A Rottweiler can play with a Chihuahua but many humans are uncomfortable with that behavior.  Pack animal hierarchy is naturally determined by age, not size: senior, adult, adolescent and puppy.  A pit bull is naturally respectful of a 13 year old Chihuahua but human emotions confuse a dog’s natural instinct.

That is why I have a pack of dogs.  I want to showcase the dog in them – they naturally have honesty, integrity and loyalty from their pack mentality. It does not come from specific breeds.

Also, humans make the mistake of giving puppies a much too powerful position in the pack – and continue reaffirming that position.  The adult dog sees the human sleeping with the puppy on his chest (a dominant position) and playing eye to eye with the puppy on the floor.  These messages confuse the adult dog and then they go to the dog park and the dogs exhibit negative behavior.  The same can be said for bringing a new dog into the home.  Our nature is to be drawn to what’s new but that is a confusing message.

It takes a village to raise a child; that is no longer the case for dogs.  A knowledgeable human would see correction as good because another human has the dog owner’s back.  Observe the behavior of the human and it will give you the behavior outcome of the dog.

Millan answers more of your questions…

Jennifer from Ocean Grove:  I try and be the pack leader but cannot get my mini poodle to relax and stop barking hysterically when we are out.


Karen from Asheville, NC:  We have an otherwise well-behaved one year old, 10 pound spoiled dog that loves people.  He tugs uncontrollably on the leash when we approach someone on our walks.  Help!

Millan (answers for Jennifer and Karen):  Humans focus on the behavior of the dog and interpret that behavior to the breed or label the dog as having a “problem,” which handicaps the dog forever.

These are dogs that have not been taught how to control their impulses.  It’s great these dogs are social and sweet but too much excitement becomes a negative social experience for everyone.

Walks are usually the most brain-stimulating and exciting time for a dog.  These dog’s responses are the result of too much brain activity.  We need to have their brains completely focused when they are in social situations, like walking or when a new human enters the room.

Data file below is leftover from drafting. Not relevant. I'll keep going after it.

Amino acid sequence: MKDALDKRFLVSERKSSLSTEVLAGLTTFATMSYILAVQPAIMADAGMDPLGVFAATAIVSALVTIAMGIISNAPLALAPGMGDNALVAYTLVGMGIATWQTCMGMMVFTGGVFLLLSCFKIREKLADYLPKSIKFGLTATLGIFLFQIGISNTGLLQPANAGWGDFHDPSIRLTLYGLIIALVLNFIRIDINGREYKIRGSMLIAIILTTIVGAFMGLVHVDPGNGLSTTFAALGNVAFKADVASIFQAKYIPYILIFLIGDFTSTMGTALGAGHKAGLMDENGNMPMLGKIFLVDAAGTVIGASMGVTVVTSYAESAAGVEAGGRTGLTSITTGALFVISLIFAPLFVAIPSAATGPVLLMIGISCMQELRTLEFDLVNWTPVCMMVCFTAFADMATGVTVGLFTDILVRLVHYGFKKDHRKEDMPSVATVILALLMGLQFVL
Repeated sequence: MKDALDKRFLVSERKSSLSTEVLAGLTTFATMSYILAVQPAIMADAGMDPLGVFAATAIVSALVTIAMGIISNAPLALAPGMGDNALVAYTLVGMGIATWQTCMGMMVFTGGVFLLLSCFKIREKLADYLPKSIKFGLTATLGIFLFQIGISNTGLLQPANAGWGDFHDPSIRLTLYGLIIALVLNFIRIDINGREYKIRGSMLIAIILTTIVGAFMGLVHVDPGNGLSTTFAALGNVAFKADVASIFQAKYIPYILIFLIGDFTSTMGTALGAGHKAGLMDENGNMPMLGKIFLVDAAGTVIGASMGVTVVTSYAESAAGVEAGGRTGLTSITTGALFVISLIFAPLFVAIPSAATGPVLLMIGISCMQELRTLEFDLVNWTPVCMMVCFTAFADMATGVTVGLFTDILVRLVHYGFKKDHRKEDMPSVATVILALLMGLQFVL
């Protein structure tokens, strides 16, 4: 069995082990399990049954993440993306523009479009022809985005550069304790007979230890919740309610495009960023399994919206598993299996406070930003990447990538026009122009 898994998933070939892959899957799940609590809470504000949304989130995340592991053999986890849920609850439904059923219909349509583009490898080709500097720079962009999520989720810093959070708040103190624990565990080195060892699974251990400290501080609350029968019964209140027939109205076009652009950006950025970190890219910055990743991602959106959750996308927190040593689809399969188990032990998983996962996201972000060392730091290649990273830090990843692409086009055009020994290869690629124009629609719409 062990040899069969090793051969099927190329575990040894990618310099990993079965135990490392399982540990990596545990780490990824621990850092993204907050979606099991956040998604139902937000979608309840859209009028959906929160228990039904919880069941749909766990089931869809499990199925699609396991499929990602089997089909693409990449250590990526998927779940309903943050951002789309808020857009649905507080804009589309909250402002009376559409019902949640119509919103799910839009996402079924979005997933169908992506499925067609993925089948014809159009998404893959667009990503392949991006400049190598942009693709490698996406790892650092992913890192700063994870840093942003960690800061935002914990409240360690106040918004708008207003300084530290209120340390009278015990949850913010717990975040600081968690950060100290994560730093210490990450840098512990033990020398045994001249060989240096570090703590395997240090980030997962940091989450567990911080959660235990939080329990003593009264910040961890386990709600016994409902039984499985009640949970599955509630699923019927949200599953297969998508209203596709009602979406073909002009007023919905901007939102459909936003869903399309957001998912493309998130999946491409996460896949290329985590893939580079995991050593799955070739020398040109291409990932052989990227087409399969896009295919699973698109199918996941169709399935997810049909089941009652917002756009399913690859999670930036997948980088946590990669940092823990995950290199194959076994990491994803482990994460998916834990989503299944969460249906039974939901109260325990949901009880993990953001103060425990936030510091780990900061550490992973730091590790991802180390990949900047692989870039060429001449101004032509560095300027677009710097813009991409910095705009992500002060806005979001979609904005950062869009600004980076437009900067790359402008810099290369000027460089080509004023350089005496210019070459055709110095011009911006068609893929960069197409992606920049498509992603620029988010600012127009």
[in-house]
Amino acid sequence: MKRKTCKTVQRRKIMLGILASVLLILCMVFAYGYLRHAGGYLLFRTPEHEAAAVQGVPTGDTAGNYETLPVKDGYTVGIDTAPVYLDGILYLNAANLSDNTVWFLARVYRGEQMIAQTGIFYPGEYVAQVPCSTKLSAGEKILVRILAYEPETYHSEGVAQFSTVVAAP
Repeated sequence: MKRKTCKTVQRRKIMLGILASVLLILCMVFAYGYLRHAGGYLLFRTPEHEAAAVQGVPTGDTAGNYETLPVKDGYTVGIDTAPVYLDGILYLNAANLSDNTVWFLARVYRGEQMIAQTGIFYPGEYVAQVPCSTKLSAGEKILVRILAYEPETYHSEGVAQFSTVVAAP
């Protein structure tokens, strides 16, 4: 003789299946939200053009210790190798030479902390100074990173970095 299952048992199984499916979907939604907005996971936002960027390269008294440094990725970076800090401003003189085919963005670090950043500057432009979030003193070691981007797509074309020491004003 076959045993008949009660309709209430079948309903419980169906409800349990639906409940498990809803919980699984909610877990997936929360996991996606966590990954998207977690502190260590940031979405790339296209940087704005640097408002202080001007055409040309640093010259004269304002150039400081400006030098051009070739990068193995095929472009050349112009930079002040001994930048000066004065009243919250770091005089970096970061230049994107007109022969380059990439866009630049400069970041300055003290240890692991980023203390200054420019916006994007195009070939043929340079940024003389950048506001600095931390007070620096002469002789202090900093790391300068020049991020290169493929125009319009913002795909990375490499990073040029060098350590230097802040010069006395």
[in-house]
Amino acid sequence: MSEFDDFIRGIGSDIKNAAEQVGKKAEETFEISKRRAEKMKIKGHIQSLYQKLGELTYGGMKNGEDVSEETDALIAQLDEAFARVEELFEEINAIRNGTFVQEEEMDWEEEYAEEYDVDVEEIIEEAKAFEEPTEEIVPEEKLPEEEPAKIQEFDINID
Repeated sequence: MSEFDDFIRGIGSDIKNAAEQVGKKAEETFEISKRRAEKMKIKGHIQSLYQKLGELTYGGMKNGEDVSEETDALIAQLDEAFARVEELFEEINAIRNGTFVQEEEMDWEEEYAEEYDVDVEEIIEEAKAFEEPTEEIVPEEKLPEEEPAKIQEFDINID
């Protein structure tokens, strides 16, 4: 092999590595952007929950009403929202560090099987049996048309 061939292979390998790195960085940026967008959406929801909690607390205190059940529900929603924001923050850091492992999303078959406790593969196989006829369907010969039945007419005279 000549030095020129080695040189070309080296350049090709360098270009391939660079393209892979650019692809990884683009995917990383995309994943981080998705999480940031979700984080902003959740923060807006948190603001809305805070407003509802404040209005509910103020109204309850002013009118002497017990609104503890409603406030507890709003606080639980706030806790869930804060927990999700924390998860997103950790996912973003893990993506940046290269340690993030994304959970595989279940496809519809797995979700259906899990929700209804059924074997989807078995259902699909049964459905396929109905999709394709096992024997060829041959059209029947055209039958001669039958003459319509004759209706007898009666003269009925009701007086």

Again, humans don’t realize how much they poison a moment and that is more relevant to me than what the dog is going through.

The solution should be simple.  I would take the dogs on many long walks where they don’t come near people – maybe 10 feet away  We want them to be completely focused on their walks.  The human needs control the walks with a short leash and I want a correction sound for negative behavior.

Then, let’s start walking closer and closer to people but we stop at least five feet before we pass a human.  When the dog stops walking, his brain relaxes and the human relaxes.  The dogs need this time to reset their over-stimulated brains before getting too close to humans.  He knows what you want him to do.

After the person walks past, the humans begin walking naturally.  Don’t get excited with rewards and bring the dog’s energy back up to a 10 again.  There is another human that will pass soon and the human will have to reinforce the correct behavior again… and again.  It will become easier over time.

Watch a clip from Season 2 of “Cesar 911″ on Nat Geo WILD“.  For the first time on the small screen, Nat Geo WILD brings Cesar Millan’s hugely-popular live stage show in a two-hour special, “Cesar Millan: Viva Las Vegas!”  Millan’s Love My Pit Bull” documentary, another must-see, is airing now on Nat Geo WILD, too.